Simple, realtime visualization of neural network training performance.
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Simple, realtime visualization server for training neural networks. Use with Lasagne, Keras, Tensorflow, Torch, Theano, and basically everything else.

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Easiest method for python

The python package pastalog has a node.js server packaged inside python module, as well as helper functions for logging data.

You need node.js 5+:

brew install node

(If you don't have homebrew, download an installer from

pip install pastalog
pastalog --install
pastalog --serve 8120
# - Open up http://localhost:8120/ to see the server in action.

Just node.js server (useful if you don't want the python API)

git clone && cd pastalog
npm install
npm run build
npm start -- --port 8120
# - Open up http://localhost:8120/ to see the server in action.

Logging data

Once you have a server running, you can start logging your progress.

Using Python module

from pastalog import Log

log_a = Log('http://localhost:8120', 'modelA')

# start training'trainLoss', value=2.7, step=1)'trainLoss', value=2.15, step=2)'trainLoss', value=1.32, step=3)'validLoss', value=1.56, step=3)'validAccuracy', value=0.15, step=3)'trainLoss', value=1.31, step=4)'trainLoss', value=1.28, step=5)'trainLoss', value=1.11, step=6)'validLoss', value=1.20, step=6)'validAccuracy', value=0.18, step=6)

Voila! You should see something like the below:

alt text

Now, train some more models:

log_b = Log('http://localhost:8120', 'modelB')
log_c = Log('http://localhost:8120', 'modelC')

# ...'trainLoss', value=2.7, step=1)'trainLoss', value=2.0, step=2)'trainLoss', value=1.4, step=3)'validLoss', value=2.6, step=3)'validAccuracy', value=0.14, step=3)'trainLoss', value=2.7, step=1)'trainLoss', value=2.0, step=2)'trainLoss', value=1.4, step=3)'validLoss', value=2.6, step=3)'validAccuracy', value=0.18, step=3)

Go to localhost:8120 and view your logs updating in real time.

Using the Torch wrapper (Lua)

Use the Torch interface, available here: Thanks to Kaixhin for putting it together.

Using a POST request

See more details in the POST endpoint section

curl -H "Content-Type: application/json" -X POST -d '{"modelName":"model1","pointType":"validLoss", "pointValue": 2.5, "globalStep": 1}' http://localhost:8120/data

Python API

pastalog.Log(server_path, model_name)
  • server_path: The host/port (e.g. http://localhost:8120)
  • model_name: The name of the model as you want it displayed (e.g. resnet_48_A_V5).

This returns a Log object with one method:, value, step)
  • series_name: typically the type of metric (e.g. validLoss, trainLoss, validAccuracy).
  • value: the value of the metric (e.g. 1.56, 0.20, etc.)
  • step: whatever quantity you want to plot on the x axis. If you run for 10 epochs of 100 batches each, you could pass to step the number of batches have been seen already (0..1000).

Note: If you want to compare models across batch sizes, a good approach is to pass to step the fractional number of times the model has seen the data (number of epochs). In that case, you will have a fairer comparison between a model with batchsize 50 and another with batchsize 100, for example.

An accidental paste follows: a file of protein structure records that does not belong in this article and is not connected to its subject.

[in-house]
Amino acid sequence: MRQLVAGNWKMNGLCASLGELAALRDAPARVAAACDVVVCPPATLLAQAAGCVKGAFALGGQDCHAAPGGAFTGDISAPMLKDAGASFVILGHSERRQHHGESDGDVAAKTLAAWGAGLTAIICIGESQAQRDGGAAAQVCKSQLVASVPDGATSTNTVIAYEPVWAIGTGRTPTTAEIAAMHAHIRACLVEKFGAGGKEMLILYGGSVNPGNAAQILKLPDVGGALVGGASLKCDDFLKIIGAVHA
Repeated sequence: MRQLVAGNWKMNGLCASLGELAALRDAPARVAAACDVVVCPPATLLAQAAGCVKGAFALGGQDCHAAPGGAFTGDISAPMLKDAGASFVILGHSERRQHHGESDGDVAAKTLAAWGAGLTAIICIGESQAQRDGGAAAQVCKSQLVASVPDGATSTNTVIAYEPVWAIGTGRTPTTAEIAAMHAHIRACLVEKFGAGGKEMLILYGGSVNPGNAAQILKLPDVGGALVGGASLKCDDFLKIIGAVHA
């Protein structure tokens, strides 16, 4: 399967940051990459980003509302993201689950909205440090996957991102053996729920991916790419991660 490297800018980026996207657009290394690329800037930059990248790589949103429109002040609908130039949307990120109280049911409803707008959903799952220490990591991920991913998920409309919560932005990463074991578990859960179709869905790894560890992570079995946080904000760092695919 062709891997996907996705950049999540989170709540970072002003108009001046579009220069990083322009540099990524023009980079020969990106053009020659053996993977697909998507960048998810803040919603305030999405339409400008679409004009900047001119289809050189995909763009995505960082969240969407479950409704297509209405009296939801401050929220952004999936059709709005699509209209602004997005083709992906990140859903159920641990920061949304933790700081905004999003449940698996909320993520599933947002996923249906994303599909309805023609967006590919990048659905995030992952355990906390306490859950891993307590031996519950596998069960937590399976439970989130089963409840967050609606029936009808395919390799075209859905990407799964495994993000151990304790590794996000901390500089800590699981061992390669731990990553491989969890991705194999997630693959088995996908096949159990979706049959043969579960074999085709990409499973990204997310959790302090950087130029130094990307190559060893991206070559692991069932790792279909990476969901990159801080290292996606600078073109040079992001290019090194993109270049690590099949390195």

POST endpoint

If you want to use pastalog but don't want to use the Python interface or the Torch interface, you can just send POST requests to the Pastalog server and everything will work the same. The data should be json and encoded like so:

{"modelName":"model1","pointType":"validLoss", "pointValue": 2.5, "globalStep": 1}

modelName, pointType, pointValue, globalStep correspond with model_name, series_name, value, step above.

An example with curl:

curl -H "Content-Type: application/json" -X POST -d '{"modelName":"model1","pointType":"validLoss", "pointValue": 2.5, "globalStep": 1}' http://localhost:8120/data

Usage notes

Automatic candlesticking

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Once you start viewing a lot of points (typically several thousand), the app will automatically convert them into candlesticks for improved visibility and rendering performance. Each candlestick takes a "batch" of points on the x axis and shows aggregate statistics for the y points of that batch:

  • Top of line: max
  • Top of box: third quartile
  • Solid square in middle: median
  • Bottom of box: first quartile
  • Bottom of line: min

This tends to be much more useful to visualize than a solid mass of dots. Computationally, it makes the app a lot faster than one which renders each point.

Panning and zooming

Drag your mouse to pan. Either scroll up or down to zoom in or out.

Note: you can also pinch in/out on your trackpad to zoom.

Toggling visibility of lines

Simply click the name of any model under 'series.' To toggle everything from a certain model (e.g. modelA, or to toggle an entire type of points (e.g. validLoss), simply click those names in the legend to the right.

Deleting logs

Click the x next to the name of the series. If you confirm deletion, this will remove it on the server and remove it from your view.

Note: if you delete a series, then add more points under the same, it will act as if it is a new series.


You should backup your logs on your own and should not trust this library to store important data. Pastalog does keep track of what it sees, though, inside a file called database.json and a directory called database/, inside the root directory of the package, in case you need to access it.


Any contributors are welcome.

# to install
git clone
cd pastalog
npm install

# build + watch
npm run build:watch

# dev server + watch
npm run dev

# tests
npm test

# To prep the python module
npm run build



MIT License (MIT)

Copyright (c) 2016 Rewon Child


This is named pastalog because I like to use lasagne. Props to those guys for a great library!